Researchers at Columbia University found only one period, the Paleocene-Eocene Thermal Maximum (PETM), a period approximately 55 to 56 million years ago, that had such rapid acidic change. Signs of the PETM are still visible as brown mud layer in ocean sediment cores that are flanked by thick deposits of white plankton fossils, the researchers said. During the period, a surge in carbon concentration in the atmosphere increased the temperature of Earth and "turned the oceans corrosive".
According to the research published, carbon dioxide in the air reacts with seawater and creates carbonic acid, which is neutralized over time by fossil carbonate shells on the seafloor. However, too much carbon can deplete the carbonate ions that are needed by organisms such as corals, mollusks and some plankton for shell construction. Oversupply of carbonic acid can therefore result in the loss of corrals, oysters and salmon, Baerbel Hoenisch, a paleoceanographer at Columbia University's Lamont-Doherty Earth Observatory said.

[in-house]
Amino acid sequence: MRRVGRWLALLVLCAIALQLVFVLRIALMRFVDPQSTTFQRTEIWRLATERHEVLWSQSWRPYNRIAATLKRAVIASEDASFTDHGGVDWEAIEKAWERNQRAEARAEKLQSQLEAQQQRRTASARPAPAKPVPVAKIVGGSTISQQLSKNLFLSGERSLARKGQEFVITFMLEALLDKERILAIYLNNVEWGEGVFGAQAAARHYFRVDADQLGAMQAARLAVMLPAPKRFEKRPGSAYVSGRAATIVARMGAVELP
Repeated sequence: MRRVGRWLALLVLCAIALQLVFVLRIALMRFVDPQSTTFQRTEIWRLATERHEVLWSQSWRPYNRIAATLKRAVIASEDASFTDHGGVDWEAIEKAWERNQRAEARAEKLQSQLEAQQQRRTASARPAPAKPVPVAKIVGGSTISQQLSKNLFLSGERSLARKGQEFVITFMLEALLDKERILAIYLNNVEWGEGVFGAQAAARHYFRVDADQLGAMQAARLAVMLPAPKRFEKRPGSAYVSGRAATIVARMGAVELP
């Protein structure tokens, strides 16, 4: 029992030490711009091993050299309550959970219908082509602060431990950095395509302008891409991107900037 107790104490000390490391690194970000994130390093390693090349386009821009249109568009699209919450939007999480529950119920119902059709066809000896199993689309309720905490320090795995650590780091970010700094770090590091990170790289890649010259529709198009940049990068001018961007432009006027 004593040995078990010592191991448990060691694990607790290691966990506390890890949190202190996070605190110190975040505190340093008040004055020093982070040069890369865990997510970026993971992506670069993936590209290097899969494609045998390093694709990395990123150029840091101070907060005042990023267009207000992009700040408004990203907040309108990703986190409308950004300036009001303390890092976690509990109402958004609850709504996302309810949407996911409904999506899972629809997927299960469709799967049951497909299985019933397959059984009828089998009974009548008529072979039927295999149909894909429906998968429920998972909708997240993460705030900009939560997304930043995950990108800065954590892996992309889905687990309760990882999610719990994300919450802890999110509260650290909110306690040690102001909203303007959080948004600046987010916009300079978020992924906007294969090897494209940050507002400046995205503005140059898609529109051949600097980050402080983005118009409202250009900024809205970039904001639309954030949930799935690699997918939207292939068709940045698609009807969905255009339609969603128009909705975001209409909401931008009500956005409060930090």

During a period of 5,000 years of the PETM - some claim it may have lasted for as long as 20,000 years - atmospheric carbon doubled to 1,800 parts per million (ppm), and average global temperatures rose by about 6 degrees Celsius, causing about on half of all one-cell organisms on the sea floor to disappear, which may have taken more complex life forms with them as well. Over the past 100 years, the scientists estimate that the pH value of the oceans has fallen by about 0.1, which is a rate that is believed to be 10 times faster than it happened during the PETM.
The findings have led the researchers to create lab tests to eventually predict the effects of the current acidification of oceans. However, they noted that there are too many variables (high carbon dioxide, water temperature, reduced ocean pH, dissolved oxygen levels ) at play and a forecast is "difficult.